In the Journals

MRI may not be ideal as a diagnostic tool for lumbar disc herniation, spinal stenosis

Wassenaar M. Eur Spine J. 2011. doiI: 10.1007/s00586-011-2019-8

A proportion of patients who are classified by MRI as having lumbar disc herniation or spinal stenosis could be receiving incorrect diagnoses, according to researchers in The Netherlands.

The authors noted that although MRI is used for diagnostic confirmation of serious underlying pathology in cases of low back pain, its role remains controversial. Thus, they sought to summarize the available evidence on MRI’s diagnostic accuracy in identifying pathology of the lumbar spine in adult sciatica or low back pain patients.

The authors searched three databases — MEDLINE, EMBASE and CINAHL — for studies comparing MRI to a reference test for lumbar spine pathology identification. The results of relevant studies that met the inclusion criteria were used to create pooled summary estimates of sensitivity and specificity for homogenous subsets of studies, the authors wrote.

In all, the authors used eight studies for the review, defining strata for separate pathologies. Five of the studies were used to compare MRI to surgical findings for the identification of lumbar disc herniation in a meta-analysis, with a summary estimate of sensitivity of 75% — and specificity of 77% — being demonstrated through a pooled analysis.

The authors noted they were not able to form such an analysis for spinal stenosis, and added, “the evidence for the diagnostic accuracy of MRI found by this review is not conclusive, since the results could be distorted due to the limited number of studies and large heterogeneity.”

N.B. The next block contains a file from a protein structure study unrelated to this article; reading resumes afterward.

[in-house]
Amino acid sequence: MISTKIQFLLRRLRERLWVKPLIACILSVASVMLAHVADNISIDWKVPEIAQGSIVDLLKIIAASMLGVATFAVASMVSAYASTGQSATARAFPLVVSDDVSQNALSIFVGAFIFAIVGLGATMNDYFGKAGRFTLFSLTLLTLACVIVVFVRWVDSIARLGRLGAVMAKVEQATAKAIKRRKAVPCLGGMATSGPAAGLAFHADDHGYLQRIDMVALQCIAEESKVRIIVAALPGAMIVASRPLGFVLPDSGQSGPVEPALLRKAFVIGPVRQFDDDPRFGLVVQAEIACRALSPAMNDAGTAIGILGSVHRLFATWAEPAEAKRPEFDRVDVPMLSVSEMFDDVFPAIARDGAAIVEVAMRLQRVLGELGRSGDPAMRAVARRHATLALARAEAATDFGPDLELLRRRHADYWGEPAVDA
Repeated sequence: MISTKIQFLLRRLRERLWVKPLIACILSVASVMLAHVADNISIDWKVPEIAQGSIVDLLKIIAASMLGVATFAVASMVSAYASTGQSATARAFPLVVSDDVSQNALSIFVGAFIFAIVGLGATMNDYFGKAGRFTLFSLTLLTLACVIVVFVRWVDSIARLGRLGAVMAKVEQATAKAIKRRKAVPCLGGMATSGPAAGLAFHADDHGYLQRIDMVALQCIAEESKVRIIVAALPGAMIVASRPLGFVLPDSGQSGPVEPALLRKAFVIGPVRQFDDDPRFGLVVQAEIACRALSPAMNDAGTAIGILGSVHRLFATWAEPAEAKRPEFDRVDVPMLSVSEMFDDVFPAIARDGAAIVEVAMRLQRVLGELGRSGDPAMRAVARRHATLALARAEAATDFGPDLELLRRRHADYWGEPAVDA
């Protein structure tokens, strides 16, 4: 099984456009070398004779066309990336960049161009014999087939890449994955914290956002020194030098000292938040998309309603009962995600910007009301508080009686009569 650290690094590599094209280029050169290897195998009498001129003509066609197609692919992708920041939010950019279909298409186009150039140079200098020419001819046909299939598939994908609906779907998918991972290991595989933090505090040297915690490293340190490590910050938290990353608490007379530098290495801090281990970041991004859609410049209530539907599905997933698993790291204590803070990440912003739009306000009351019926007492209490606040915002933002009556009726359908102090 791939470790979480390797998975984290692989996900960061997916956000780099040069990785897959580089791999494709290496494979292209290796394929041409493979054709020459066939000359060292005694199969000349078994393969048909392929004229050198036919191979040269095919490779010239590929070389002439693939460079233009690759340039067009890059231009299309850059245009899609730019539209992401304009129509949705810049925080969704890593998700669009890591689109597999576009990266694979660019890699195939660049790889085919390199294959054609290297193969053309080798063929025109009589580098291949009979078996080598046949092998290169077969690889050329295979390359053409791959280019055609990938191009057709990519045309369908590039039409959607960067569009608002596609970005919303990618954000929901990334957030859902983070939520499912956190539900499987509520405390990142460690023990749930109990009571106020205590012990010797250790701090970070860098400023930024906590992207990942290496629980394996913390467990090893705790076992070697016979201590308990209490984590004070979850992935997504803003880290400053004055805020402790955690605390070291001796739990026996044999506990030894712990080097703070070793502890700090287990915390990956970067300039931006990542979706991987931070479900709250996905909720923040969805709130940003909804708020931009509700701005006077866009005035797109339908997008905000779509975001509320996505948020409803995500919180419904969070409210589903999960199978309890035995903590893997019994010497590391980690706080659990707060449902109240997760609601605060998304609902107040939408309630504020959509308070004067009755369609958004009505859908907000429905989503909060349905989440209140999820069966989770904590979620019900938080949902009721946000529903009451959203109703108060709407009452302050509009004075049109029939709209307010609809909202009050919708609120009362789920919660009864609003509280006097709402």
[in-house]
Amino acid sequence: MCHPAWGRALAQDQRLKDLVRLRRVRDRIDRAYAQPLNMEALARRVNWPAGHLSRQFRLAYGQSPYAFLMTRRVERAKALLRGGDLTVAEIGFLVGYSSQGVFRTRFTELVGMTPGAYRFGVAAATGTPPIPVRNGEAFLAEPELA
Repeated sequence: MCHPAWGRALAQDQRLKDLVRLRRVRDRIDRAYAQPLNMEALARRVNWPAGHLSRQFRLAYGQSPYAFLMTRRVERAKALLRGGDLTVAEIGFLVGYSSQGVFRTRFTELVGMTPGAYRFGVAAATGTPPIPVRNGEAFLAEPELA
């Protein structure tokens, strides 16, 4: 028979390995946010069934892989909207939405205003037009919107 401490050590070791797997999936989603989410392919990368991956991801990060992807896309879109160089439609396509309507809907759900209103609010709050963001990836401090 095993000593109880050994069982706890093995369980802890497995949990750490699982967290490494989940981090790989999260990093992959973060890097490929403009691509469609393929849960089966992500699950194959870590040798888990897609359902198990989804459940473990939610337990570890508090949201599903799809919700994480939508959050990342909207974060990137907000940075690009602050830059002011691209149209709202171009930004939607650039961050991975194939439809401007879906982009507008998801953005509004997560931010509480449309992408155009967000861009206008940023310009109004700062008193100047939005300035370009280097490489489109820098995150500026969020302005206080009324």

A proportion of patients who are classified by MRI as having lumbar disc herniation or spinal stenosis could be receiving incorrect diagnoses, according to researchers in The Netherlands.

The authors noted that although MRI is used for diagnostic confirmation of serious underlying pathology in cases of low back pain, its role remains controversial. Thus, they sought to summarize the available evidence on MRI’s diagnostic accuracy in identifying pathology of the lumbar spine in adult sciatica or low back pain patients.

The authors searched three databases — MEDLINE, EMBASE and CINAHL — for studies comparing MRI to a reference test for lumbar spine pathology identification. The results of relevant studies that met the inclusion criteria were used to create pooled summary estimates of sensitivity and specificity for homogenous subsets of studies, the authors wrote.

In all, the authors used eight studies for the review, defining strata for separate pathologies. Five of the studies were used to compare MRI to surgical findings for the identification of lumbar disc herniation in a meta-analysis, with a summary estimate of sensitivity of 75% — and specificity of 77% — being demonstrated through a pooled analysis.

The authors noted they were not able to form such an analysis for spinal stenosis, and added, “the evidence for the diagnostic accuracy of MRI found by this review is not conclusive, since the results could be distorted due to the limited number of studies and large heterogeneity.”